MC's Whispers

Whispering Silences

Archive for the tag “self-happiness”

70,000 thoughts a day

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Experts estimate that we make around 70,000 thoughts a day. Most of them are obsessive-compulsive. And that incessant mental chatter steals our energy and drowns our focus. We’re pushed into creating scenarios about things that probably won’t even happen, interpretations that don’t stand, and events that aren’t true.

Yet, these are still thoughts that occupy our minds.

We have a tendency to gravitate towards the negative. If we hear ten positive things and one not-so-positive, we will automatically focus on the latter. Call it our innate instinct of survival, it’s what we feel threatens us and we need to act to fix it.

Perhaps the problem, however, is that we stick to how we think people should act. And that’s what makes us react so much to everything. Because we have in our head a whole list of actions that we are expecting others to make: to check up on us without any particular reason; to send a good morning text simply to show they’re thinking of us; to show up at our doorstep with a bowl of hot soup when we’re sick; to just sit with us when we’re not feeling well and all we want is some company to watch TV with. We long for things that others maybe don’t even think of: a goodnight call to make us feel loved before we end the day; attention when we’re upset; a smile when we’re frowning; the sharing of good news; a walk together to clear our minds. For us, we’re not asking for much. But nothing is obvious, and we shouldn’t expect others to act as we would. Perhaps that is the most difficult and troublesome thought of all: that we cannot expect others to behave in the way we would anticipate them to. We can’t compel people to change; they’ll do so if they truly want to.

We demand more of ourselves and oftentimes we force that upon others too.

We think too much and we perplex our minds with situations that sometimes don’t correspond to reality. But those thousands of thoughts soon take over our feelings. And that is the most dangerous of all. For we feel even when we sleep; when we spring awake from a nightmare, when we smile from the love we dream. We feel constantly. Some more than others. Not everyone can be as insensitive as not to realise when they’re causing trouble to others, or as empathetic that they carry the burden of others’ troubles. We need to find a balance. But the weight of our endless thoughts often hinder us from doing so.

We’re caught in an endless stream of thoughts that exasperates when we’re tired, stressed or worried. And this further adds to our exhaustion – both mental and physical. But like this article notes:

  • Just think how much energy and time you could have saved, if you could reduce the number of your thoughts.
  • Just think how much better focus you could possess, if thoughts did not bother you.
  • Just think how much inner peace, calmness and happiness you would have enjoyed, if there was a way to stop all these thoughts, which add nothing to your life.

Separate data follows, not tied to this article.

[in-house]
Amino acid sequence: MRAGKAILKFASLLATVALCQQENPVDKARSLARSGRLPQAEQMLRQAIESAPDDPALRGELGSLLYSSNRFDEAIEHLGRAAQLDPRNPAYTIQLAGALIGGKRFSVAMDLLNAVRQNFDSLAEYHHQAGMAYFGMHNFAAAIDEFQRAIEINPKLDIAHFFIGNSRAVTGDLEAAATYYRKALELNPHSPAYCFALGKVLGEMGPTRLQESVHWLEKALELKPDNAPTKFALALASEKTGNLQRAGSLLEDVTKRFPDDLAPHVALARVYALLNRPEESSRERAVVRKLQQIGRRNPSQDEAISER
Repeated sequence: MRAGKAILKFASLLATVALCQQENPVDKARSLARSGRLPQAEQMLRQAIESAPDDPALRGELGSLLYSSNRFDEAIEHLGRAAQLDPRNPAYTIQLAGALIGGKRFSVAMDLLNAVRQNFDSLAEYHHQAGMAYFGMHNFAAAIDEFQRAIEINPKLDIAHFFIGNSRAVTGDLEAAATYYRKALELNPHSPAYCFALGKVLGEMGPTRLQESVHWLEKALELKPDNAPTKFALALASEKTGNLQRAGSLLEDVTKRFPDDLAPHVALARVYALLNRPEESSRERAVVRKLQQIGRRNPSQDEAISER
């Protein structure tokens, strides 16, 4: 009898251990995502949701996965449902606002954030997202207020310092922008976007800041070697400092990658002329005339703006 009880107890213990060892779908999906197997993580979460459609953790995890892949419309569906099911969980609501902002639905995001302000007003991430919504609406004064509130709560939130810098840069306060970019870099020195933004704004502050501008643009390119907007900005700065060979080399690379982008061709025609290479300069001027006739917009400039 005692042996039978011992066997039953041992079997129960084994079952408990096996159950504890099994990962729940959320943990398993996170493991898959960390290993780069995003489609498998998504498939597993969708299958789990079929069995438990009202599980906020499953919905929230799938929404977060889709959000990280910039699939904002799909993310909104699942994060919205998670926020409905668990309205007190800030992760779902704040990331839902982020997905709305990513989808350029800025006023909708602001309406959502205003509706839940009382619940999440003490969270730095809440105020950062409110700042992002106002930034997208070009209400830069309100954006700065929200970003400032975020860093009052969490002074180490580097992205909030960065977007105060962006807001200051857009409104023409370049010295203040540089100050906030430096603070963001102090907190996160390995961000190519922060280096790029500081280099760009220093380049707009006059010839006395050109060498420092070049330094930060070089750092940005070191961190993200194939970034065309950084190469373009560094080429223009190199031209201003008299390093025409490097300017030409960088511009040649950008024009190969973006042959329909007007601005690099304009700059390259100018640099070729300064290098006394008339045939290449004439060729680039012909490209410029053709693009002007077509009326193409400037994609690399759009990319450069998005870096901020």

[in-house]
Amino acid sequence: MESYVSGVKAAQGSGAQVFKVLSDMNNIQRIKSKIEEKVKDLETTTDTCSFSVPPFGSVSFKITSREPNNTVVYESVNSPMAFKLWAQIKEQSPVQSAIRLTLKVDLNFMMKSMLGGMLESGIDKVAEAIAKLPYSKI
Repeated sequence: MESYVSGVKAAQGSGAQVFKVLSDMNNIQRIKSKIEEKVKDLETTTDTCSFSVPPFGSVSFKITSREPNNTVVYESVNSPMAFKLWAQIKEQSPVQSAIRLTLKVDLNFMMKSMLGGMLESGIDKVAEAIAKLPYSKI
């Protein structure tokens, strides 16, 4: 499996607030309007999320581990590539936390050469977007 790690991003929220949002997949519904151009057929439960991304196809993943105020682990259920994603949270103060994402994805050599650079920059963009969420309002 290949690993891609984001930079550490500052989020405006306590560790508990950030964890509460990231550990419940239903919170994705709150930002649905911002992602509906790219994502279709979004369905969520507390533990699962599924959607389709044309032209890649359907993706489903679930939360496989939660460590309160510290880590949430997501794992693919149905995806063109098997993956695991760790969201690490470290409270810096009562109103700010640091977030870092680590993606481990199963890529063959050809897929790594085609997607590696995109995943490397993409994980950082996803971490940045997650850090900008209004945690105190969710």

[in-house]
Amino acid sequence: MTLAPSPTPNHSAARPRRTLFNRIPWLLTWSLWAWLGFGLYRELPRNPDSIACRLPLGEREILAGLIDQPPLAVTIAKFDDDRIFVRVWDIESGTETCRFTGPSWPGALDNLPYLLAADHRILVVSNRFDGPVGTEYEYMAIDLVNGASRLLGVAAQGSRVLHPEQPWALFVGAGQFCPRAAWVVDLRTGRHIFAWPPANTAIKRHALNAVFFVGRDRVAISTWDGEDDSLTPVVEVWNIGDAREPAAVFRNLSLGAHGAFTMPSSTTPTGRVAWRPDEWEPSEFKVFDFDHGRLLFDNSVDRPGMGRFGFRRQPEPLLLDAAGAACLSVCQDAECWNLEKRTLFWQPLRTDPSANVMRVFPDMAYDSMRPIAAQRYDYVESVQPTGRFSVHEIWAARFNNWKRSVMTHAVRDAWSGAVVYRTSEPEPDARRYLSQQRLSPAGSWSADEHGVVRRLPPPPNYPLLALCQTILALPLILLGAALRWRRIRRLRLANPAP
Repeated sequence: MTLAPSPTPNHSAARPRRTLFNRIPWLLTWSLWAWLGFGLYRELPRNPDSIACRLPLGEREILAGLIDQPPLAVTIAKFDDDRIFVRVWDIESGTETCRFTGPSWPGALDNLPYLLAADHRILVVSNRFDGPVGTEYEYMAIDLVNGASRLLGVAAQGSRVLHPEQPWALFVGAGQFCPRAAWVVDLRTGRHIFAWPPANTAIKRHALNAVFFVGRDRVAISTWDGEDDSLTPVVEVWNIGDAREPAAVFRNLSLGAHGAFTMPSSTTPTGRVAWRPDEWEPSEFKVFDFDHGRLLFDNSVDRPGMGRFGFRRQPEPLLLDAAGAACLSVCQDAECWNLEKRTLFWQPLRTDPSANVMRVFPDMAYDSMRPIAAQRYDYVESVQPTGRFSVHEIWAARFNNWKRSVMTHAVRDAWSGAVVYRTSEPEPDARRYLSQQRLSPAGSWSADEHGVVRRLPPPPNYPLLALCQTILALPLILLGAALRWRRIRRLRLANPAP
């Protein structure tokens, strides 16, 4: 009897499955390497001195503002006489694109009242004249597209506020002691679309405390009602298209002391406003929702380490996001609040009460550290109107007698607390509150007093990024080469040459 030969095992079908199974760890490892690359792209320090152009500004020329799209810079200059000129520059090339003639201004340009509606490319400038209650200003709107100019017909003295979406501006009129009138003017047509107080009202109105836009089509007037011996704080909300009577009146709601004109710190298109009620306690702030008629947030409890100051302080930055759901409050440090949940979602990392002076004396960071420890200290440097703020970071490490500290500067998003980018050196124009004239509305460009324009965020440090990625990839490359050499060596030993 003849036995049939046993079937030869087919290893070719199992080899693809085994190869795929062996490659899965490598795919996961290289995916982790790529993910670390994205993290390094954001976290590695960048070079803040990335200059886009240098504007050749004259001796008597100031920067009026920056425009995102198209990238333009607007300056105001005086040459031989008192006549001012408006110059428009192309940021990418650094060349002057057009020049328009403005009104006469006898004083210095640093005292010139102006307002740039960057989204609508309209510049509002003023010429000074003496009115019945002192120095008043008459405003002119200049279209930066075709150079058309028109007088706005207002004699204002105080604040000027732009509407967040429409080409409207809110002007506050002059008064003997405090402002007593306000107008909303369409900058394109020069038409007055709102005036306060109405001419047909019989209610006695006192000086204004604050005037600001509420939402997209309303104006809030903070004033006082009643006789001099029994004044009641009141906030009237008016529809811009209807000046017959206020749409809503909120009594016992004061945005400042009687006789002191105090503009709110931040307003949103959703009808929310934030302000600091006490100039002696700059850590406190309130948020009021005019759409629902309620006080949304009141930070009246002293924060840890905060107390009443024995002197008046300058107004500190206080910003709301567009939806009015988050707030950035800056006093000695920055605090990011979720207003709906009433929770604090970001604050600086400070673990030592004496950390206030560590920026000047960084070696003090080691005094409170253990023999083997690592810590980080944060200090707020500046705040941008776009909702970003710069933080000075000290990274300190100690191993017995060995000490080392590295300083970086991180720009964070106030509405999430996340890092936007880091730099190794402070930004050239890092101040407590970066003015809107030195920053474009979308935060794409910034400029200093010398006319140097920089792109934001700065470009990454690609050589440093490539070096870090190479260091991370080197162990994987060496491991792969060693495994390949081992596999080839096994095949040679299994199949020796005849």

Let me ask you, do you keep the engine of your car running after arriving at your destination? You certainly switch the engine off. So why not do so with your mind?

Some thoughts steal our peace, and in time, our lives too.

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A cheetah among dogs

We humans are curious creatures.

We like to talk about each other, but we have a vital need to feel acknowledged. More so by those we appreciate and love.

It makes us feel valued, it boosts our confidence, and gives us motivation.

But the thing is, in all these modern self-help and manifestation vibes going around, we’re taught to depend on no one other than yourself in knowing your own worth.

We’re supposed to know our own value. To not alter that despite what others think. Yet, we are unavoidably impacted by external opinions. Perhaps to a larger extent than we should.

It takes strength and great confidence to dispel the outer voices and go with whatever you think is appropriate and what makes you feel good with yourself.

You don’t always have to prove yourself.

Sometimes it is even insulting to have to demonstrate your worth (just look at that cheetah in the dog race).

So much more than you think

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Why do you allow yourself to enter this phase?

It’s like a lunar eclipse; you tolerate someone moving into your shadow and blocking your light.

Remember that empowerment seminar a year ago? You’re the source of your own strength. But also of your own weakness. And people will only treat you the way you allow them to.

You weren’t raised to become friable by some unknown person’s intents. You’re not meant to be crushed; it’s not who you are, and not what you’re destined for. Get that into your head.

So react. You’ve sulked long enough. Now rise up and recall your worth. You’re better than this. And you deserve so much more.

Don’t forget that.

Also part of Your Daily Word Prompt

Let’s go

©MCD

Let’s take the ferry. We’ll be on a different island in just a few minutes. It’s as simple as that.

All it requires is a decision.

But often that’s the hardest thing to take.

We’re too indecisive when it comes to the issues that contribute to a healthy mentality and lifestyle. We’re too caught up with a strict routine, daily pressure, and tight programmes.

But we tend to overthink the insignificant matters, those that result in a mental burnout, in a psychological exhaustion, and in an unjustifiable stress.

Take the boat and leave. Whenever you can. Let your mind wander. Allow your gaze to get lost along the waves, across the horizon, traveling with the wind.

And if you ever too far and need saving, there’s always a life vest somewhere near to rescue you.

Declutter